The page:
On appeal, the District Court recognized there is no binding precedent in the Third Circuit on this issue and that other courts are divided on the issue. The District Court affirmed the Bankruptcy Court’s decision. However, the District Court’s opinion used the four grounds supporting the majority view not as a basis for the decision itself, but instead to support the court’s statutory construction analysis.
Specifically, the District Court found that “unsecured contractual claims for attorneys’ fees and costs are not enforceable as a matter of statutory construction.” Because Section 506(b) refers only to interest, fees and costs “to the extent” of any security cushion, “by implication, [it] excludes the recovery of such fees and costs to the extent a creditor is undersecured, or unsecured.” Id. at p. 3. Next, the District Court observed that Section 506(b) speaks in terms of what the holder of a secured claim is entitled to. “The section does not provide the holder with any other rights or claims, such as an unsecured claim representing the portion of the claim that was undersecured.” Id. at p. 4. If Section 506(b) were to provide such a right, it would be duplicative of Section 506(a), which sets forth the general rule on claims. The District Court went on to disagree with J.P. Morgan’s argument that because an unsecured claim for contractual attorneys’ fees and costs is not excluded under Section 502(b), it must be allowed under Section 502(a), without reference to Section 502(b). Such an isolated reading of Section 502, the District Court determined, would lead to the “illogical result” of the holder of an unsecured claim for contractual attorneys’ fees and costs with more rights than the holder of an undersecured claim for the same amounts. In the end, the District Court found that the equities favored the result reached by the statutory interpretation. Specifically, and as noted by the Bankruptcy Court, “to allow contractual claims for attorneys’ fees and costs to accrue against the bankruptcy estate’s unencumbered assets would impair the debtor’s fresh start and interfere with a final discharge of all debts, while treating similarly situated creditors differently.” Id. at p. 5.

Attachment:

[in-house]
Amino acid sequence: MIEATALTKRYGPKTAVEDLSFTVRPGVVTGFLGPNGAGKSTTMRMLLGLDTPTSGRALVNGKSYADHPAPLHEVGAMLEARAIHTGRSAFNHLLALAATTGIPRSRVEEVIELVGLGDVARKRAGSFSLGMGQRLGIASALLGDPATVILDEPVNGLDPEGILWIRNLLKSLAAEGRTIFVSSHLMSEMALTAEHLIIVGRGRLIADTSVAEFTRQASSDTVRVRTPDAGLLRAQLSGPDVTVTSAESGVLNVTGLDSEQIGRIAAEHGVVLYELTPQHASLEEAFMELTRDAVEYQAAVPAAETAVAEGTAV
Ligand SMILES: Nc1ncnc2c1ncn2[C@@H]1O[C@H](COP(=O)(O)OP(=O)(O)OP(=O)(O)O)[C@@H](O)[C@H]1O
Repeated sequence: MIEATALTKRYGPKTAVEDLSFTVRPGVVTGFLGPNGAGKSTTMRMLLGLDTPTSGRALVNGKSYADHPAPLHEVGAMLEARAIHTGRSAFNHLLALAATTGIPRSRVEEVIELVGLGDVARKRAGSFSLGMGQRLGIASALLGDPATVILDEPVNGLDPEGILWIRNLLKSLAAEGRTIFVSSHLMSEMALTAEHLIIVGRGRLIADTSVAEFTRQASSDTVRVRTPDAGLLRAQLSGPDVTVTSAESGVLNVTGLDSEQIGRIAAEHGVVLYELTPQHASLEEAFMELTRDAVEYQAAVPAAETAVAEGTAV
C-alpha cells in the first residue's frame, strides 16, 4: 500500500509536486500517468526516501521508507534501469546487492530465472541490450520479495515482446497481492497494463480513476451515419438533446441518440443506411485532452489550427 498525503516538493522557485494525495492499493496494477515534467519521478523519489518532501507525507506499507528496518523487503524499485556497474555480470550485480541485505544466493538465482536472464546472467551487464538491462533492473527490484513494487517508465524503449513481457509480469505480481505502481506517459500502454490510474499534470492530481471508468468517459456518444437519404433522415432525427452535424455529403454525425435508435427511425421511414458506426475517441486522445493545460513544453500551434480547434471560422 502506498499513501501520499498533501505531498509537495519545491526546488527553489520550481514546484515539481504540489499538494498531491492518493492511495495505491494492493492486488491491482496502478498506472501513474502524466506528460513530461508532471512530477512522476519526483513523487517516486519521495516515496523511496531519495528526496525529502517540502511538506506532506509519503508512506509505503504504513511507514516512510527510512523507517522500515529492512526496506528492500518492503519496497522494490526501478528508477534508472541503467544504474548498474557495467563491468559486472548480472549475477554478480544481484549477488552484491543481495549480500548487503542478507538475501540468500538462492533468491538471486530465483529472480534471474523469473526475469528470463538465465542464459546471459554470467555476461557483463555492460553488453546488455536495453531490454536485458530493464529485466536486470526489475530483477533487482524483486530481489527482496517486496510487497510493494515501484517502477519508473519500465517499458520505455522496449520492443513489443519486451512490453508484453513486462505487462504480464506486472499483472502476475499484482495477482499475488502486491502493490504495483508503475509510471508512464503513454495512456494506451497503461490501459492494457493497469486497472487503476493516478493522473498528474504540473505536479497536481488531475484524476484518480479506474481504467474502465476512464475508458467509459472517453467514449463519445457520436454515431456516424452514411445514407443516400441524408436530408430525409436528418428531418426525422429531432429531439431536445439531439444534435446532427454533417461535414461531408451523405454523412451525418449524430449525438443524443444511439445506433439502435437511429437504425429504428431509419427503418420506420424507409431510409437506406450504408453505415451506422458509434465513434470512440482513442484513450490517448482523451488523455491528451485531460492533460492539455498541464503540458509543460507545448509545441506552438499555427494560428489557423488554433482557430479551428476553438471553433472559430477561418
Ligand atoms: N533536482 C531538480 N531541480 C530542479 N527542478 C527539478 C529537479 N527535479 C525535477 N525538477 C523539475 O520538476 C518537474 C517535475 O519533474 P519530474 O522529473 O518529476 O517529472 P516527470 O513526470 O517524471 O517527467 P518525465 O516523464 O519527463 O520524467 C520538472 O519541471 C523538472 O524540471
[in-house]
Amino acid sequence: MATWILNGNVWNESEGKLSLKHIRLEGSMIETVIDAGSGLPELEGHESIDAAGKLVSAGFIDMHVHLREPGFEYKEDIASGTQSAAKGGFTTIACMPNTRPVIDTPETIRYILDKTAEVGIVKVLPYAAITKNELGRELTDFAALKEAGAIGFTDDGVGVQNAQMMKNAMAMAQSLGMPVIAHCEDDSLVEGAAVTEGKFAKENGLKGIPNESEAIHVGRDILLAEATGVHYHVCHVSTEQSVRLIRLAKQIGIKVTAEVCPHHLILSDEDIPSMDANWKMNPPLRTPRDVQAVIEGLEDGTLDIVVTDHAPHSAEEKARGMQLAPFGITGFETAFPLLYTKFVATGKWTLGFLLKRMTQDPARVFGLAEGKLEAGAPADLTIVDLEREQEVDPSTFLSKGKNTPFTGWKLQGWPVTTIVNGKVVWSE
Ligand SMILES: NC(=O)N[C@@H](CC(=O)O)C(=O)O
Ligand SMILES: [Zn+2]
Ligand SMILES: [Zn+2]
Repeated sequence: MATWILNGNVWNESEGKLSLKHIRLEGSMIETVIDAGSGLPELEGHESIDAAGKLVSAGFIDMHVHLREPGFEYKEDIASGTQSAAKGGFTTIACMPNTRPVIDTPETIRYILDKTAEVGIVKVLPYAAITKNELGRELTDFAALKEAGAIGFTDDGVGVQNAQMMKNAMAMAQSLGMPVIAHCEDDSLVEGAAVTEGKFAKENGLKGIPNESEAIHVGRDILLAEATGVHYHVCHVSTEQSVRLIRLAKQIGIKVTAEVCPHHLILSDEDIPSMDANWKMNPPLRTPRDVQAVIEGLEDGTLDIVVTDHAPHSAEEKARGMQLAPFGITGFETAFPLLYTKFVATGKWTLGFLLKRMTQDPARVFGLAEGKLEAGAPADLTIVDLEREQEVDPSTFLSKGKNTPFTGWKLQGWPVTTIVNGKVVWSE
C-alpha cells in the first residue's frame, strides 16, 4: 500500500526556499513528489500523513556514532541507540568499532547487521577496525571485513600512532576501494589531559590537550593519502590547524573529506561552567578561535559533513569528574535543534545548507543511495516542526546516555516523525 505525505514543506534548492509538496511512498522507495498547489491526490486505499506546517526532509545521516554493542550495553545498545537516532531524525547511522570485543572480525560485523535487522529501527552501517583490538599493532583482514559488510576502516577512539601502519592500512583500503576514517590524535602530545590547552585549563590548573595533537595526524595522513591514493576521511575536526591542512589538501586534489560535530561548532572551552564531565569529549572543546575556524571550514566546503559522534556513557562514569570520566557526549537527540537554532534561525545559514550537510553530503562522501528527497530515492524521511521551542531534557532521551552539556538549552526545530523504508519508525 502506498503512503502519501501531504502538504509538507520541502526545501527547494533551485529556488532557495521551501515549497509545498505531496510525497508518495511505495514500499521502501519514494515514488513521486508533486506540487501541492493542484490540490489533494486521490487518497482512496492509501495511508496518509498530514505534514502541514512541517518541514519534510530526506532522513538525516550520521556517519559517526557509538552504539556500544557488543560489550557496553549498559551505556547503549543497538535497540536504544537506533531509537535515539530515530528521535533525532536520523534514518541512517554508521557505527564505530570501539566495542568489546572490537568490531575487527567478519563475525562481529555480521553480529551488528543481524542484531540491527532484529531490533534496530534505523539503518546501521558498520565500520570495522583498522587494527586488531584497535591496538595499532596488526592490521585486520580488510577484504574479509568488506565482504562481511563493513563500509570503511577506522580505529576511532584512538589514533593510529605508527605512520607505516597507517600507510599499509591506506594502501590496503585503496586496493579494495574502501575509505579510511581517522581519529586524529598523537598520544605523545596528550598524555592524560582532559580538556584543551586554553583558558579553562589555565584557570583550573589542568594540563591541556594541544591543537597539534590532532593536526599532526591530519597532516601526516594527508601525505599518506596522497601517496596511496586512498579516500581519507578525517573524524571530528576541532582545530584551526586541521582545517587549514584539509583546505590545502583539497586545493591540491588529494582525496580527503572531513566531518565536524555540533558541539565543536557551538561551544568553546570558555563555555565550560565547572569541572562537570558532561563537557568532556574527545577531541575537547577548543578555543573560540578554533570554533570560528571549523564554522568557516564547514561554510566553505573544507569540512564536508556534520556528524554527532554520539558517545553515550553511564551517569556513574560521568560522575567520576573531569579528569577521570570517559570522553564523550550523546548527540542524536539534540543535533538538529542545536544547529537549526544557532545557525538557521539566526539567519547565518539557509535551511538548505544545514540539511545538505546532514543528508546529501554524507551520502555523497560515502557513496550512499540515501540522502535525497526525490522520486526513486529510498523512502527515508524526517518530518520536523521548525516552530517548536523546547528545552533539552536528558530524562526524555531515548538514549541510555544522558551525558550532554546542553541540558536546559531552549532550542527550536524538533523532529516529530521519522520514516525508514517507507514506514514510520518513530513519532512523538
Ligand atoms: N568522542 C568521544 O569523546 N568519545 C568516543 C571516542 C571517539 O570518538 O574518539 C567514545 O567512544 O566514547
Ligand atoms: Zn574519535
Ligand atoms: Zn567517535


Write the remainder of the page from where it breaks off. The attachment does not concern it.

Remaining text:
The A.P. Green decision is a reminder of the uncertainty surrounding whether unsecured creditors may enforce contractual rights to collect attorneys’ fees and costs. Until the issue is properly taken up to and decided by the Supreme Court, there is no uniform, binding precedent. The claims of unsecured creditors with such rights will be allowed or disallowed based on the law of the jurisdiction for each particular bankruptcy case.